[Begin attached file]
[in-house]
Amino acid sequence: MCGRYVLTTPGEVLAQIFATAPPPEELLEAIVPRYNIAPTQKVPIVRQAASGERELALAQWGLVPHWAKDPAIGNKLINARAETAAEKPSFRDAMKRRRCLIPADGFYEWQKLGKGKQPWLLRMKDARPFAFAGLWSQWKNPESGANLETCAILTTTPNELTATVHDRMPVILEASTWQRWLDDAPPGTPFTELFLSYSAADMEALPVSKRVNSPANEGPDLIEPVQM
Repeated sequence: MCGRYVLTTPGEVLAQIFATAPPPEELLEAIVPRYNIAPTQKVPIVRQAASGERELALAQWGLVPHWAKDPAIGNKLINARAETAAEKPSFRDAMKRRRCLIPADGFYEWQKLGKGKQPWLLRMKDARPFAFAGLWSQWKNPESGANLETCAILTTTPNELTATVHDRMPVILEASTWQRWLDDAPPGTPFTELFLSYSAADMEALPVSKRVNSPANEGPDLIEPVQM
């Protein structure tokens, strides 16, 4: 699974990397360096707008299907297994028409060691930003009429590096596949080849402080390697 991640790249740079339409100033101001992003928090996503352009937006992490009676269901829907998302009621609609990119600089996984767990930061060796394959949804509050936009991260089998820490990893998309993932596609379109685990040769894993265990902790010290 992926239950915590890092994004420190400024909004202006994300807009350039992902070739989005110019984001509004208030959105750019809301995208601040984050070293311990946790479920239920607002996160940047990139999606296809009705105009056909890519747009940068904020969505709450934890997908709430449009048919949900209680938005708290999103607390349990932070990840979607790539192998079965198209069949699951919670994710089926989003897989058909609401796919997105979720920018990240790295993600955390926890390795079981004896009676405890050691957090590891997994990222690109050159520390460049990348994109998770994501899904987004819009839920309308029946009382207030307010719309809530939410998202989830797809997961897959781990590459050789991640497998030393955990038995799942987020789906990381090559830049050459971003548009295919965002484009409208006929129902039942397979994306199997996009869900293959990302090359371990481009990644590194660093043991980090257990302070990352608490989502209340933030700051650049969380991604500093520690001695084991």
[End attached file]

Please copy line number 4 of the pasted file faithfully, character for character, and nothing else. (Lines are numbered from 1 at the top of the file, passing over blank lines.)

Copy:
């Protein structure tokens, strides 16, 4: 699974990397360096707008299907297994028409060691930003009429590096596949080849402080390697 991640790249740079339409100033101001992003928090996503352009937006992490009676269901829907998302009621609609990119600089996984767990930061060796394959949804509050936009991260089998820490990893998309993932596609379109685990040769894993265990902790010290 992926239950915590890092994004420190400024909004202006994300807009350039992902070739989005110019984001509004208030959105750019809301995208601040984050070293311990946790479920239920607002996160940047990139999606296809009705105009056909890519747009940068904020969505709450934890997908709430449009048919949900209680938005708290999103607390349990932070990840979607790539192998079965198209069949699951919670994710089926989003897989058909609401796919997105979720920018990240790295993600955390926890390795079981004896009676405890050691957090590891997994990222690109050159520390460049990348994109998770994501899904987004819009839920309308029946009382207030307010719309809530939410998202989830797809997961897959781990590459050789991640497998030393955990038995799942987020789906990381090559830049050459971003548009295919965002484009409208006929129902039942397979994306199997996009869900293959990302090359371990481009990644590194660093043991980090257990302070990352608490989502209340933030700051650049969380991604500093520690001695084991």